Oh, and do not choose to race for the boss's car unless you are willing to spend real money on the super nitros. You will not win, so forget about it.
Pre-Race: Know your enemy
The map screen displays how hard your next opponent will be, and - by extension - whether you'll need to splash some cash on upgrades first.
Opponents ranked 'Easy' and 'Challenging' mean it's possible to defeat them with the current setup; those marked 'Hard' can be beaten with a perfect race (and a bit of luck - see below), but you're unlikely to win.
Anyone marked 'Extreme' will prove to be pretty much impossible to beat in a race, so don't bother trying.
Your opponent's own performance varies from race to race, so if you get narrowly beaten despite pulling off perfect shifts the whole way, it may simply be a case of being unlucky.
If your opponent beats you without going into the "super slo-mo zoom", however, you're due an upgrade.
Pre-Race: Cars and Upgrades
Don't be fooled by the car dealership at the start of the game: you can buy the later cars with coins, just not until you unlock the respective tier.
It won't help you if you do spend £100 on a fully upgraded Viper, anyway - each tier of car can only compete in its designated events (with the exception of Regulation Races), so those of you hoping to 'cheat' your way through are out of luck.
First port of call should be nitros, as these give you a much-needed boost. Then, work on varying upgrades between grip, power, weight, and gear changes.
Don't go for pure power or you'll quickly find your car skidding for a good few seconds between gears (and that's never good).
Every upgrade - no matter which you pick - will lower the estimated difficulty of the races, so while the raw numbers of a part may not look too significant, each step up will improve your chances.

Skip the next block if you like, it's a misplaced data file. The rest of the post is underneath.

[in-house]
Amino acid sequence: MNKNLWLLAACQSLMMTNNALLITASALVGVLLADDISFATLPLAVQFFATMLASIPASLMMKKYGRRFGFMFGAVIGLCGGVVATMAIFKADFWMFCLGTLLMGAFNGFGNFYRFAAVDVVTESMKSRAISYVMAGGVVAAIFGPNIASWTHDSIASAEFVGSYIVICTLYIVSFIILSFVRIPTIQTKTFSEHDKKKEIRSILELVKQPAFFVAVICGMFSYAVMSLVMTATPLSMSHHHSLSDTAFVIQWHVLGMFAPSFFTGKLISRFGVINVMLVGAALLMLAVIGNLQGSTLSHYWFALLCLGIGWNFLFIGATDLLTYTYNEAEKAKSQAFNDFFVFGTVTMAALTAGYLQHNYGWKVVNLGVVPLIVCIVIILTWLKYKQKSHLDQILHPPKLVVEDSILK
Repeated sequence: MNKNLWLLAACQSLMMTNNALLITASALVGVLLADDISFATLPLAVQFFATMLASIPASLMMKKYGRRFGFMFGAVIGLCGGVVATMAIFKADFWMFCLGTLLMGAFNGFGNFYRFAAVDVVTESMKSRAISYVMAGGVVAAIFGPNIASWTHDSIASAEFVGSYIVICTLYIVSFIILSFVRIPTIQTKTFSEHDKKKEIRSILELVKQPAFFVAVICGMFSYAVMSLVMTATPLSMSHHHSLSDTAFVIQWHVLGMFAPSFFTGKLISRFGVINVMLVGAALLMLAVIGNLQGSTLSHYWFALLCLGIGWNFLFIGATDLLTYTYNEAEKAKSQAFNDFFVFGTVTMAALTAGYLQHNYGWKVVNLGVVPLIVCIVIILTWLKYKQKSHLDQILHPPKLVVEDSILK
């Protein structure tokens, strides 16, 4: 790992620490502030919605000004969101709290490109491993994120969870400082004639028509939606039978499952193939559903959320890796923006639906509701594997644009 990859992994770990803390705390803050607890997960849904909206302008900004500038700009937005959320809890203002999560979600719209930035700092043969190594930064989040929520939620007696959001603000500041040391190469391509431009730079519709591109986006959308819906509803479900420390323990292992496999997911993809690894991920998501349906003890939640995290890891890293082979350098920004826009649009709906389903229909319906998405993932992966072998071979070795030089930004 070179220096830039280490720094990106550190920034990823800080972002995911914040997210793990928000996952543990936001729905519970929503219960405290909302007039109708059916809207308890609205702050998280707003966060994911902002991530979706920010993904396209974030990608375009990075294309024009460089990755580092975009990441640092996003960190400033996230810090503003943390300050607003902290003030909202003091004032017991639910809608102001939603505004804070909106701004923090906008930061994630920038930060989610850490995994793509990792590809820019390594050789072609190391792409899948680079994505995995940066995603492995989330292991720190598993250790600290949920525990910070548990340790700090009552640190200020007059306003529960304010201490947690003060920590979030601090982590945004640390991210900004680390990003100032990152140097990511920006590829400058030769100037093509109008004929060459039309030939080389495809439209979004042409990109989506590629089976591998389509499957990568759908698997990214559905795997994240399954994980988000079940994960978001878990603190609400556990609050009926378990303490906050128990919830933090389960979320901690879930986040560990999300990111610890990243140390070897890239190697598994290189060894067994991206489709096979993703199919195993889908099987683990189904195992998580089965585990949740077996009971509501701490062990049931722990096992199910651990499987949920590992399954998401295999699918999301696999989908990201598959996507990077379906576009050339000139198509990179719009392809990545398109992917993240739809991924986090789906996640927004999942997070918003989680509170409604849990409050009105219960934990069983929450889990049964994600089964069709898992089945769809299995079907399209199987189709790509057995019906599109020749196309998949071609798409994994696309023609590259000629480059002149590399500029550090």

The Race: Starting off on the right wheel
Unlike most freemium offerings, CSR Racing relies just as much on skill as it does on upgrades, with your ability to shift and boost at the right time during a race determining the victor, even if your car isn't quite as strong on paper.
The key differentiator between winning and losing is the quality of the start. Anything less than perfect will leave an opening for a weaker car to beat you to the line.
Resist the urge to hold the gas pedal down before the countdown starts. Instead, try and feather it so that the needle is just above the car's 'sweet spot' (the shift indicator should turn green when it's in this area). When the countdown hits '1', let go and let it safely drop into a perfect start.
Each car has its own rev range where a perfect start will occur, so make sure you don't get caught out when you're driving in the daily challenges or in a newly purchased ride.
Give me a boost
Another element to be aware of is the time at which to deploy the nitros. You'll want to leave them late into the race when your acceleration starts to suffer, but not so long that you run out of track before you get a chance to engage them.
For ¼ mile races, this means you'll likely want to slam the nitro just after you hit 3rd gear. ½ mile races, meanwhile, require a slightly longer wait before applying the boost, dependent on the car you're driving.
One thing you should never do is activate the nitros while wheel spinning (the red warning indicator flashes). Needless to say, you won't exactly go very far.